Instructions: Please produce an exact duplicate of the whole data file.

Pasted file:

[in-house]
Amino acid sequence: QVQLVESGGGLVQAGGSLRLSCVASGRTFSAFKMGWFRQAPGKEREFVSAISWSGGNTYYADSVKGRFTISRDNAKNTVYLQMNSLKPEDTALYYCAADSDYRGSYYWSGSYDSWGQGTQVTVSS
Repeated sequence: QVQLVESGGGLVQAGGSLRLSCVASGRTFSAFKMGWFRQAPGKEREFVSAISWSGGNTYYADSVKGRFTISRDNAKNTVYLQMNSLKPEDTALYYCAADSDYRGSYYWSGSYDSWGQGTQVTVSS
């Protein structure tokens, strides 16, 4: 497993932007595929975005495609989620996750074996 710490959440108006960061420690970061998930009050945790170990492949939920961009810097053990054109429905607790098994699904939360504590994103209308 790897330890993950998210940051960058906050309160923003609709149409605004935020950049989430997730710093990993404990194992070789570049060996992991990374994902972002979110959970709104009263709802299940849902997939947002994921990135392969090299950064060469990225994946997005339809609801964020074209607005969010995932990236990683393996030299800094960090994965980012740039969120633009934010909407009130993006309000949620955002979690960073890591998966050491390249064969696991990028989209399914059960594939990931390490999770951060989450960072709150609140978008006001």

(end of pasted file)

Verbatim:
[in-house]
Amino acid sequence: QVQLVESGGGLVQAGGSLRLSCVASGRTFSAFKMGWFRQAPGKEREFVSAISWSGGNTYYADSVKGRFTISRDNAKNTVYLQMNSLKPEDTALYYCAADSDYRGSYYWSGSYDSWGQGTQVTVSS
Repeated sequence: QVQLVESGGGLVQAGGSLRLSCVASGRTFSAFKMGWFRQAPGKEREFVSAISWSGGNTYYADSVKGRFTISRDNAKNTVYLQMNSLKPEDTALYYCAADSDYRGSYYWSGSYDSWGQGTQVTVSS
């Protein structure tokens, strides 16, 4: 497993932007595929975005495609989620996750074996 710490959440108006960061420690970061998930009050945790170990492949939920961009810097053990054109429905607790098994699904939360504590994103209308 790897330890993950998210940051960058906050309160923003609709149409605004935020950049989430997730710093990993404990194992070789570049060996992991990374994902972002979110959970709104009263709802299940849902997939947002994921990135392969090299950064060469990225994946997005339809609801964020074209607005969010995932990236990683393996030299800094960090994965980012740039969120633009934010909407009130993006309000949620955002979690960073890591998966050491390249064969696991990028989209399914059960594939990931390490999770951060989450960072709150609140978008006001």